But I have to find out how to retune in real time, currently rx frequency is input on commandline and can not be changed when running.
    Program was found on adress: and was originally written for mac as indicated by jks.
    Since python also works nicely on linux, I would assume that I can get it also to work on one of my linux computers.
    Another matter is that it seems that requested frequency on lsb is off compared to the kiwisdr web interface as I do not hear the same signal. Have not had time to track this issue further.

    73 de Olaf - LA3RK
  • John,

    kiwi_nc doesn't seem to output a wav format like kiwirecorder, what is the format?
  • Jim, kiwi_nc doesn't do any wav file formatting. You should just be seeing a stream of 16-bit integer audio samples (mono, 1 channel for all but IQ mode) at the 12 or 20.25 kHz sample rate (unless --resample is in effect). In IQ mode you get a stream of I and Q samples interleaved (essentially stereo, 2 channel).
  • For your daily dose of despair and frustration just type into Google: "python non-blocking keyboard input"
  • edited April 2019
    John, I had sort of assumed the audio format you suggested but didn't have luck with that. Got audio but not usable. kiwi_nc lacks --resample. I assume you were referring to that link you posted
  • edited April 2019
    this worked ./ -s [myip] -p [myport] -f 3330 -m am | aplay -t raw -c 1 -r 12000 -f S16_LE
  • jksjks
    edited April 2019
    Okay, so "aplay" is an ALSA/Linux thing. Glad it worked. Yes, kiwi_nc currently lacks --resample.

    I didn't quite realize that is able to play to an output device in addition to VACs if the output device appears in the list returned from "python -m sounddevice". That is useful.
  • I now have a version which can change the rx frequency with the audio running. Was not to difficult once I understood the code. Will try to clean up the code and introduce some software (eg hamlib) to make it possible to tune via the radio, ie keeping the kiwisdr in sync with the radio rx frequency.

    Thanks for all help.

    73 de Olaf - LA3RK
  • I was eventually going to mention my virtual audio device client, jks, when I thought the code wasn't quite so ugly :)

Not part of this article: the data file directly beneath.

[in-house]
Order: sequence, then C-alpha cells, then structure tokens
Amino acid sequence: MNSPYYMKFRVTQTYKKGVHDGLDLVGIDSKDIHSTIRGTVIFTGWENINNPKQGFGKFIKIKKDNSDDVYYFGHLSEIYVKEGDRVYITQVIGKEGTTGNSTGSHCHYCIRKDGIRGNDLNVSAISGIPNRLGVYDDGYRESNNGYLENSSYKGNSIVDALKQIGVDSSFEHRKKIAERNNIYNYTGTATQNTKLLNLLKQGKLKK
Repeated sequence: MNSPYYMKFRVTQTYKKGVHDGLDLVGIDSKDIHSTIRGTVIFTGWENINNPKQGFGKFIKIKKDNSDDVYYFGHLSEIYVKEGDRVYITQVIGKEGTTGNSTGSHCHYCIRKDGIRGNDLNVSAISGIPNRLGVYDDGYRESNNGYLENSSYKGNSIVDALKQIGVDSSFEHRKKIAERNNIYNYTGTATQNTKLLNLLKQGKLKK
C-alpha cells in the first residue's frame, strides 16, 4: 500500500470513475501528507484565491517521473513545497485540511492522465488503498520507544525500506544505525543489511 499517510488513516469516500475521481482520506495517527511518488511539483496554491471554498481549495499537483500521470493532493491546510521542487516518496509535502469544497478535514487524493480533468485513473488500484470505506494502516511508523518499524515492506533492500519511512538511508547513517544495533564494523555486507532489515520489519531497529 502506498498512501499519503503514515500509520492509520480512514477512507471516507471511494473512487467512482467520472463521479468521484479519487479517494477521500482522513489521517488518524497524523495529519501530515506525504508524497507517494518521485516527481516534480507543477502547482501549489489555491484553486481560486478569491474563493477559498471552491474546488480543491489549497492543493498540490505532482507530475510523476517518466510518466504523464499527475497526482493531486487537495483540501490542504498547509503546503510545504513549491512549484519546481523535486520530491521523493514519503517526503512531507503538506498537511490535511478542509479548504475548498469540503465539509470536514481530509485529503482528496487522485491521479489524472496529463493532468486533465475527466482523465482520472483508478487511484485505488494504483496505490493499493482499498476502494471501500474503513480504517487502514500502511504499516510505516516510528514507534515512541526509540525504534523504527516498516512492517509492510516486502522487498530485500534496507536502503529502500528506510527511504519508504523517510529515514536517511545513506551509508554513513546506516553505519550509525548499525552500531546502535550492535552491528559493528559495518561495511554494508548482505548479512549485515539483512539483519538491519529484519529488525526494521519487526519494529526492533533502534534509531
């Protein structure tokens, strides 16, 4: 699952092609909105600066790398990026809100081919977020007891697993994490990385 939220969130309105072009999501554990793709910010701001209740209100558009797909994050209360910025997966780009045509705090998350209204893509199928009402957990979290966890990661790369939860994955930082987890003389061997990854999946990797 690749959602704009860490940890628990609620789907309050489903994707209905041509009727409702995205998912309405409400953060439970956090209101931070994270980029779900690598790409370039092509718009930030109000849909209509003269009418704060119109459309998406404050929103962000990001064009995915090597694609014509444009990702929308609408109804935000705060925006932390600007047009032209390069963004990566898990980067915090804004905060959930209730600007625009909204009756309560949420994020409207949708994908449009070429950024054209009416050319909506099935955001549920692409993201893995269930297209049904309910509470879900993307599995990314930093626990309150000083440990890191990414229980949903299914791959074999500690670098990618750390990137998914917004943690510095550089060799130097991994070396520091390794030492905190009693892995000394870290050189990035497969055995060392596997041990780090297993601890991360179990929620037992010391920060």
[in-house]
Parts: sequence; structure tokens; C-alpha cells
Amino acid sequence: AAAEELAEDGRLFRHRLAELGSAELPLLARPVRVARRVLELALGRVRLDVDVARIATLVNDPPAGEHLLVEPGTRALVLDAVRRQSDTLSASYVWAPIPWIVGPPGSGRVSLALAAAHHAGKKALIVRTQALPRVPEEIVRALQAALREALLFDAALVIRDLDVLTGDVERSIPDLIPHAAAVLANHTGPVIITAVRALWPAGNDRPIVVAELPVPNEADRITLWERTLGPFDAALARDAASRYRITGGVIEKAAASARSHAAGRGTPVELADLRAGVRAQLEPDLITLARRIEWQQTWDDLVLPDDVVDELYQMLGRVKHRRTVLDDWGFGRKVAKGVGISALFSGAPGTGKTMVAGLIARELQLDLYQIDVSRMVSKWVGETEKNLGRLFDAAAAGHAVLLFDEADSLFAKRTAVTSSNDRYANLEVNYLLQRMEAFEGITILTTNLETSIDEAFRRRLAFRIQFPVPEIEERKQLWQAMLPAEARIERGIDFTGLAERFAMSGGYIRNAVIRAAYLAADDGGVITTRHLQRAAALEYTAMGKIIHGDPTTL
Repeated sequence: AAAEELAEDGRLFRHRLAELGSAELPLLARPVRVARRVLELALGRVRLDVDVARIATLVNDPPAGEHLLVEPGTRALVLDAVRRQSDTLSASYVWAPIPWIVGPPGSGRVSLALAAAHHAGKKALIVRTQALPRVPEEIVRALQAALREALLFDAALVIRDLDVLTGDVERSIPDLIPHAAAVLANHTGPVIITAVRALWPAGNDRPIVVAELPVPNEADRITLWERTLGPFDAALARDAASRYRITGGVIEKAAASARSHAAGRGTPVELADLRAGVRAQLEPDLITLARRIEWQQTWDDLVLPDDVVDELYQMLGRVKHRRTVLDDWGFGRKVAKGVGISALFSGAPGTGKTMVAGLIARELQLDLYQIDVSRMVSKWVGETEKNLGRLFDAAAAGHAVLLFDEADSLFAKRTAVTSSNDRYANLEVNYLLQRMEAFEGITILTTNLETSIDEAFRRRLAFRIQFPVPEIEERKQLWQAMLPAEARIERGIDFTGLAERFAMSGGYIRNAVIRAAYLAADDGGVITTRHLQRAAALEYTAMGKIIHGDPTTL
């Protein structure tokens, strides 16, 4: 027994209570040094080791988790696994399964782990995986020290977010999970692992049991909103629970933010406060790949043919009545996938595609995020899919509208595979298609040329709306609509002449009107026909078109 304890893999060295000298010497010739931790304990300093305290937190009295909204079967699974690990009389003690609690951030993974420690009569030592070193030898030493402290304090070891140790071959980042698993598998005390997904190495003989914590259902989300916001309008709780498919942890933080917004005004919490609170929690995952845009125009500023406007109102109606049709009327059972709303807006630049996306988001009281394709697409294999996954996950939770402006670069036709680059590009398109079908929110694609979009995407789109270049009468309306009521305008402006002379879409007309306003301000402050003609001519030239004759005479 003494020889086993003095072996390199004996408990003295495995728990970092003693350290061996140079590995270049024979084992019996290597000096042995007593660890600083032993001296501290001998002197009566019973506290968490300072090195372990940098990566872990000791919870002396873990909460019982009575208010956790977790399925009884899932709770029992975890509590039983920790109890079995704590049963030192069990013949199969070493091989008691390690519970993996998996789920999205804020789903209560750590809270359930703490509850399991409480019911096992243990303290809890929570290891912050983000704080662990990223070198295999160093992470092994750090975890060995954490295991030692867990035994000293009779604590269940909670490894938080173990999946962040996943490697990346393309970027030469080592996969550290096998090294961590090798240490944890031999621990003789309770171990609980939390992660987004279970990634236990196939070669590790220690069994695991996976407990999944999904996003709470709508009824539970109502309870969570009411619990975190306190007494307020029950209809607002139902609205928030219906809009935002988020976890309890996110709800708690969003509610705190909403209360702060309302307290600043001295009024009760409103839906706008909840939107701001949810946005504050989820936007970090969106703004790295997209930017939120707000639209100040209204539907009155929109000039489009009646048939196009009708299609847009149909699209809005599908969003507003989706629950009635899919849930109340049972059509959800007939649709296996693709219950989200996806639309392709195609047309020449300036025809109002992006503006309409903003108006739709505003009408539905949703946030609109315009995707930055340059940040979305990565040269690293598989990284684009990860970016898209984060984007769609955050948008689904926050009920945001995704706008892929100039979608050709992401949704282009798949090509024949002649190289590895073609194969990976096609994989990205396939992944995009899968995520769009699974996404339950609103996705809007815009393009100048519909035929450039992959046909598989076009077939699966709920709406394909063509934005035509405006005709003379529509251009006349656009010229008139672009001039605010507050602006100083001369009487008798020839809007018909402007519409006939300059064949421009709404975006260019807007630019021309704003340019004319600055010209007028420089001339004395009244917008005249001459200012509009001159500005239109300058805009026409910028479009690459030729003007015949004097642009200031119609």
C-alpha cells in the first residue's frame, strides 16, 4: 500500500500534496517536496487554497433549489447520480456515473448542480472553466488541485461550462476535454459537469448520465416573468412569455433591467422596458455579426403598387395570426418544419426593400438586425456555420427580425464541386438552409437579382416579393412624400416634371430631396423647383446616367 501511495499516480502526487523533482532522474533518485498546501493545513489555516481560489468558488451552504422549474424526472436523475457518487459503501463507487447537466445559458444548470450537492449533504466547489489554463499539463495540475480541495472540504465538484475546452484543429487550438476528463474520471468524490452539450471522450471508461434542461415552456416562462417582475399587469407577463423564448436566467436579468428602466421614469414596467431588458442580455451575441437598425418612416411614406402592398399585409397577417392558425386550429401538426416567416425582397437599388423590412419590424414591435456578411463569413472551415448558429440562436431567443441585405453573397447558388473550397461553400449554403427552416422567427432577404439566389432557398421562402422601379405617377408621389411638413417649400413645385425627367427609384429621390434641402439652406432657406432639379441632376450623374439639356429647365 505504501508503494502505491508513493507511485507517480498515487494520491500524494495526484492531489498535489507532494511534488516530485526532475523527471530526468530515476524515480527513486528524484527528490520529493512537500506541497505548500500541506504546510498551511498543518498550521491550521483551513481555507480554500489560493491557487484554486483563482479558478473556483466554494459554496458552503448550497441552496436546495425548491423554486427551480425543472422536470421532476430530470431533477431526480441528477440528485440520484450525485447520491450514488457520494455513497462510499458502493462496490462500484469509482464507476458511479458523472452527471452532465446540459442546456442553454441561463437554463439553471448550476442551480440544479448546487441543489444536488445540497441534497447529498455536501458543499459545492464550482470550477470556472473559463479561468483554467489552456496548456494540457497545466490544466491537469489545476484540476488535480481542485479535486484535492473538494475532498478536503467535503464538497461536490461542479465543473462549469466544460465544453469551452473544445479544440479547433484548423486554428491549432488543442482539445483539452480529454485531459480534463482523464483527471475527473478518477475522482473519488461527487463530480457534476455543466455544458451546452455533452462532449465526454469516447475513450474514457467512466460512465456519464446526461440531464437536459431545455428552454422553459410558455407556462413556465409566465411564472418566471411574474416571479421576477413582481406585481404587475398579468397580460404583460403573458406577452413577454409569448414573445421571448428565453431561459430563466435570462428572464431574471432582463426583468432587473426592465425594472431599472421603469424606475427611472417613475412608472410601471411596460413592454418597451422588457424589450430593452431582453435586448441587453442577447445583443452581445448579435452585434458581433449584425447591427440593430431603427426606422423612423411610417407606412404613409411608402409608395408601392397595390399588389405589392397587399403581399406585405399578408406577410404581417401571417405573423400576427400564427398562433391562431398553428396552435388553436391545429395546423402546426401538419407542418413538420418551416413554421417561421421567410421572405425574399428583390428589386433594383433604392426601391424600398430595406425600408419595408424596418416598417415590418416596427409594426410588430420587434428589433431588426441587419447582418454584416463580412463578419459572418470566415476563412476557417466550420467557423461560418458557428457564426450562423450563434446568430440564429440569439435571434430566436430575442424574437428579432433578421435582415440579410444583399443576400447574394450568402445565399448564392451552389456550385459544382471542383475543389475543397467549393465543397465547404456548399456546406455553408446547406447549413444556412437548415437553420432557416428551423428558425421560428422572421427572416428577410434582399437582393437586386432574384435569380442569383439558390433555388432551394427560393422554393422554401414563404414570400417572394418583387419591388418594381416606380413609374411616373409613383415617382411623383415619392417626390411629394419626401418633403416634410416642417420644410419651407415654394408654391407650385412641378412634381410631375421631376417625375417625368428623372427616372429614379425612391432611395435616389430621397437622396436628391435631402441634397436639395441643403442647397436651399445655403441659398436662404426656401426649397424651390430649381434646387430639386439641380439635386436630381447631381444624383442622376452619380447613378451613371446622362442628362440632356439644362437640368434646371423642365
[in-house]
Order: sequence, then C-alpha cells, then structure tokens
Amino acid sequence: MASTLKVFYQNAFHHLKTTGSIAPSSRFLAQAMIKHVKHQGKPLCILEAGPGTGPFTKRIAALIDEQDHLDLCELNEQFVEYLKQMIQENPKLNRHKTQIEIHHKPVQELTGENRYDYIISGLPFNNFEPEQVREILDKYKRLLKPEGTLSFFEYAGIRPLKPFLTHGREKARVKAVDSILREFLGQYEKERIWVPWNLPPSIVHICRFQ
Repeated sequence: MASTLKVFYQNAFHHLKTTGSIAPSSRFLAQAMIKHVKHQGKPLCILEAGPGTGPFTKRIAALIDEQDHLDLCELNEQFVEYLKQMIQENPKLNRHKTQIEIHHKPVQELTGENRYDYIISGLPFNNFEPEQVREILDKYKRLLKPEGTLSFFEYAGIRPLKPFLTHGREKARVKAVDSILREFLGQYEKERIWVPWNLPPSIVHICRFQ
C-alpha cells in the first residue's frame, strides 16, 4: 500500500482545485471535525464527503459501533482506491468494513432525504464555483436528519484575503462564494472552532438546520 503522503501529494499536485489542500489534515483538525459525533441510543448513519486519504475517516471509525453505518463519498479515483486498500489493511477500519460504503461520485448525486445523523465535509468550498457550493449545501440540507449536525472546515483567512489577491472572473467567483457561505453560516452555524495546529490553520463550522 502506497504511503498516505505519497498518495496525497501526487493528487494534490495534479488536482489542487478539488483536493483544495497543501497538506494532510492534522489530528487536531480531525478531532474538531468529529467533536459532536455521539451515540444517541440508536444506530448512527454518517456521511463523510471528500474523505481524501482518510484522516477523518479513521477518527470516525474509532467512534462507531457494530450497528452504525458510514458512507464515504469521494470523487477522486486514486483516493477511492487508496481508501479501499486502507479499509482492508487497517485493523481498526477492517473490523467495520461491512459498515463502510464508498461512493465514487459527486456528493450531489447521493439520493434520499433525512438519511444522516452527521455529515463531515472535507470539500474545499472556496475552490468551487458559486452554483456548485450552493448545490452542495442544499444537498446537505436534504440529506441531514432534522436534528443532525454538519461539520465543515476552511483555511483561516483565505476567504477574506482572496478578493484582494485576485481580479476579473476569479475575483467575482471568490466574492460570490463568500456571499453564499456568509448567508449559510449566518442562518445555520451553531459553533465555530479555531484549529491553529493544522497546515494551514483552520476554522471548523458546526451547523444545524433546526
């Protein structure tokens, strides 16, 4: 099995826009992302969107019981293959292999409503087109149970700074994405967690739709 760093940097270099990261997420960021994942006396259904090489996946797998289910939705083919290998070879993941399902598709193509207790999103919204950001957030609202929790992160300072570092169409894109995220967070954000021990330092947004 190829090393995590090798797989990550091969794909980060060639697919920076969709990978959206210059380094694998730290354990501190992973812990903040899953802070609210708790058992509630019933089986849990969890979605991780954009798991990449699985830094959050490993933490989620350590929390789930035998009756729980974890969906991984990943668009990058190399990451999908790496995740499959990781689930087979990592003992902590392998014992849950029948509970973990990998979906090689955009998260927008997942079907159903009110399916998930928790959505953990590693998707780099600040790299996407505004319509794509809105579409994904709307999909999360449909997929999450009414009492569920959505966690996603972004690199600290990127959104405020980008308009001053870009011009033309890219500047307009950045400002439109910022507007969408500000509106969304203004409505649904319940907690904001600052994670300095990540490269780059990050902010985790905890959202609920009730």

I think it should work on any platform? Although I have not tested it on anything other than my Mac. I wrote it specifically to scratch an itch, I wanted to be able to decode SSTV, fax, etc from my Kiwi without using a browser and messing around with rerouting its audio. One thing I'd like to fix is how the sound device is specified, I'd rather do it by name than index since the devices can move around. The problem is it "mostly works" this way so I am too lazy to fix it.
  • Chris, I'm not a Python person, so I didn't even know about the sounddevice library. I think the way it works is fine. Very similar to the command line syntax for Dream (i.e. using a number to choose the sound in/out device).

    I just read that sounddevice is a wrapper for PortAudio and the later claims to be portable across platforms. But I know even less about that stuff than I do about Python.
  • If you want to use with a current version of kiwiclient, it needs a line added to the sourcecode to disable the S_meter support that will crash it..

    Add the following somewhere around line 33 in

    options.S_meter = False

    (with proper indention)

    It works well in Linux to port audio over directly to fldigi/JS8call/WXJT-X - just add a dummy ALSA device.
  • Thanks for letting me know about the change required, jeffreycentex. I just updated the code on my site.
  • @la3rk

    Olaf any further progress on your Kiwi API modification that allows frequency change with audio running ?

    bregards, Ben